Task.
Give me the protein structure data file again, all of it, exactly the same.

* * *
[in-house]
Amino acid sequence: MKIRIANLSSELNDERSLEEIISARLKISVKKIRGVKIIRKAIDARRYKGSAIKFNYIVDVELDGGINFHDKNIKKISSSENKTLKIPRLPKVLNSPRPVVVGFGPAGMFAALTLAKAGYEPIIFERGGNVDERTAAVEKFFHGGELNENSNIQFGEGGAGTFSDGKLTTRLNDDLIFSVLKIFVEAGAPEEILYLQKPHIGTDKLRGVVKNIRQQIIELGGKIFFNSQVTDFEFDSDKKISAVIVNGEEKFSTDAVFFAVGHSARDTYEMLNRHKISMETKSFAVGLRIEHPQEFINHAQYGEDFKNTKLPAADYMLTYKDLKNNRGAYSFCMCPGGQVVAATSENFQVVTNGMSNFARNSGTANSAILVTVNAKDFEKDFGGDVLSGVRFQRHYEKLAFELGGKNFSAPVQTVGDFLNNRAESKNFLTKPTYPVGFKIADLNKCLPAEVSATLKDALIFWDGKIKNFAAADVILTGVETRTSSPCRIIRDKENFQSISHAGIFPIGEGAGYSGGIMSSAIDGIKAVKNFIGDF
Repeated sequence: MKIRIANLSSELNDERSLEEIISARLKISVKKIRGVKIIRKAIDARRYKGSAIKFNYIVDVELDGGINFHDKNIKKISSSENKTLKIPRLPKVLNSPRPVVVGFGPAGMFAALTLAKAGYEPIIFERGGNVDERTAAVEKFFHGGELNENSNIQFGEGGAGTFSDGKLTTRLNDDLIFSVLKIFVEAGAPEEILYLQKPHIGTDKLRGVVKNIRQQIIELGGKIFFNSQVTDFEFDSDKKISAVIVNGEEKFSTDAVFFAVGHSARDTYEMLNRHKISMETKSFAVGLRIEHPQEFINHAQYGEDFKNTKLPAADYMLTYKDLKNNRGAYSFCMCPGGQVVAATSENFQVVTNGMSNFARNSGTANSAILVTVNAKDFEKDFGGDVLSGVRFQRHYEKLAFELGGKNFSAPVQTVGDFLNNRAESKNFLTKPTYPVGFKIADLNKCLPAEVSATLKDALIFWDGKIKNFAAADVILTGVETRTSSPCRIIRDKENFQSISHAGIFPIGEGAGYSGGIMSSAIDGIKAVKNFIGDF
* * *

[in-house]
Amino acid sequence: MKIRIANLSSELNDERSLEEIISARLKISVKKIRGVKIIRKAIDARRYKGSAIKFNYIVDVELDGGINFHDKNIKKISSSENKTLKIPRLPKVLNSPRPVVVGFGPAGMFAALTLAKAGYEPIIFERGGNVDERTAAVEKFFHGGELNENSNIQFGEGGAGTFSDGKLTTRLNDDLIFSVLKIFVEAGAPEEILYLQKPHIGTDKLRGVVKNIRQQIIELGGKIFFNSQVTDFEFDSDKKISAVIVNGEEKFSTDAVFFAVGHSARDTYEMLNRHKISMETKSFAVGLRIEHPQEFINHAQYGEDFKNTKLPAADYMLTYKDLKNNRGAYSFCMCPGGQVVAATSENFQVVTNGMSNFARNSGTANSAILVTVNAKDFEKDFGGDVLSGVRFQRHYEKLAFELGGKNFSAPVQTVGDFLNNRAESKNFLTKPTYPVGFKIADLNKCLPAEVSATLKDALIFWDGKIKNFAAADVILTGVETRTSSPCRIIRDKENFQSISHAGIFPIGEGAGYSGGIMSSAIDGIKAVKNFIGDF
Repeated sequence: MKIRIANLSSELNDERSLEEIISARLKISVKKIRGVKIIRKAIDARRYKGSAIKFNYIVDVELDGGINFHDKNIKKISSSENKTLKIPRLPKVLNSPRPVVVGFGPAGMFAALTLAKAGYEPIIFERGGNVDERTAAVEKFFHGGELNENSNIQFGEGGAGTFSDGKLTTRLNDDLIFSVLKIFVEAGAPEEILYLQKPHIGTDKLRGVVKNIRQQIIELGGKIFFNSQVTDFEFDSDKKISAVIVNGEEKFSTDAVFFAVGHSARDTYEMLNRHKISMETKSFAVGLRIEHPQEFINHAQYGEDFKNTKLPAADYMLTYKDLKNNRGAYSFCMCPGGQVVAATSENFQVVTNGMSNFARNSGTANSAILVTVNAKDFEKDFGGDVLSGVRFQRHYEKLAFELGGKNFSAPVQTVGDFLNNRAESKNFLTKPTYPVGFKIADLNKCLPAEVSATLKDALIFWDGKIKNFAAADVILTGVETRTSSPCRIIRDKENFQSISHAGIFPIGEGAGYSGGIMSSAIDGIKAVKNFIGDF